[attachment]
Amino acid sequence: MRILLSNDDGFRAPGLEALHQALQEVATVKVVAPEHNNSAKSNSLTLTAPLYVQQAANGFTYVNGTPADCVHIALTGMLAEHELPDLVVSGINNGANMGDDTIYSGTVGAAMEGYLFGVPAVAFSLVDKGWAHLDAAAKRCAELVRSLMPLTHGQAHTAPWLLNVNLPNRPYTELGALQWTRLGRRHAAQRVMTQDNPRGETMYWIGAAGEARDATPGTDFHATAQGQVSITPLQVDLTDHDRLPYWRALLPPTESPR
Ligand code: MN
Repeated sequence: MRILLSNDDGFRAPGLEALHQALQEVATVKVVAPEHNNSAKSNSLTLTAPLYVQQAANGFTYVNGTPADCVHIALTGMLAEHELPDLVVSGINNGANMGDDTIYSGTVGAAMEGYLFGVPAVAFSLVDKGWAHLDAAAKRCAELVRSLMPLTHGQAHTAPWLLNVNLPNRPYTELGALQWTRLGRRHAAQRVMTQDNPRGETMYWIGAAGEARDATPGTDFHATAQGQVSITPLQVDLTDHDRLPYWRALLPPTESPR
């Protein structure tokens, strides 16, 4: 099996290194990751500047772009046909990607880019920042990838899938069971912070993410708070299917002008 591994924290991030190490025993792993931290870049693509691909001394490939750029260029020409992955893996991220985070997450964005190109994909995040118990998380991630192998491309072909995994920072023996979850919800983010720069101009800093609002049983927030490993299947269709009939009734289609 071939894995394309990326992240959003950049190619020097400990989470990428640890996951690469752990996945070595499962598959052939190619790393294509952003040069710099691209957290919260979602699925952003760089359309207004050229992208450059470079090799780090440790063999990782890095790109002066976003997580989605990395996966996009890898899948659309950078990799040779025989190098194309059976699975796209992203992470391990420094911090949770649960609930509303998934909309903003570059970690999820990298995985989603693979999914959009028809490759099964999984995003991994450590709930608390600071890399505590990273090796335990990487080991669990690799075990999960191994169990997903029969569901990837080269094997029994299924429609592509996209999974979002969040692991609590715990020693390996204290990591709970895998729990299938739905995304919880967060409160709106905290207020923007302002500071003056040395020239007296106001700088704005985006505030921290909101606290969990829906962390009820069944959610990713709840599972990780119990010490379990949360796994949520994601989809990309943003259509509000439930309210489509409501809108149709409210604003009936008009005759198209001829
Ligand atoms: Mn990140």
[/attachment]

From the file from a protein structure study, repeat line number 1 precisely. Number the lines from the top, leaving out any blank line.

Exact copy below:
Amino acid sequence: MRILLSNDDGFRAPGLEALHQALQEVATVKVVAPEHNNSAKSNSLTLTAPLYVQQAANGFTYVNGTPADCVHIALTGMLAEHELPDLVVSGINNGANMGDDTIYSGTVGAAMEGYLFGVPAVAFSLVDKGWAHLDAAAKRCAELVRSLMPLTHGQAHTAPWLLNVNLPNRPYTELGALQWTRLGRRHAAQRVMTQDNPRGETMYWIGAAGEARDATPGTDFHATAQGQVSITPLQVDLTDHDRLPYWRALLPPTESPR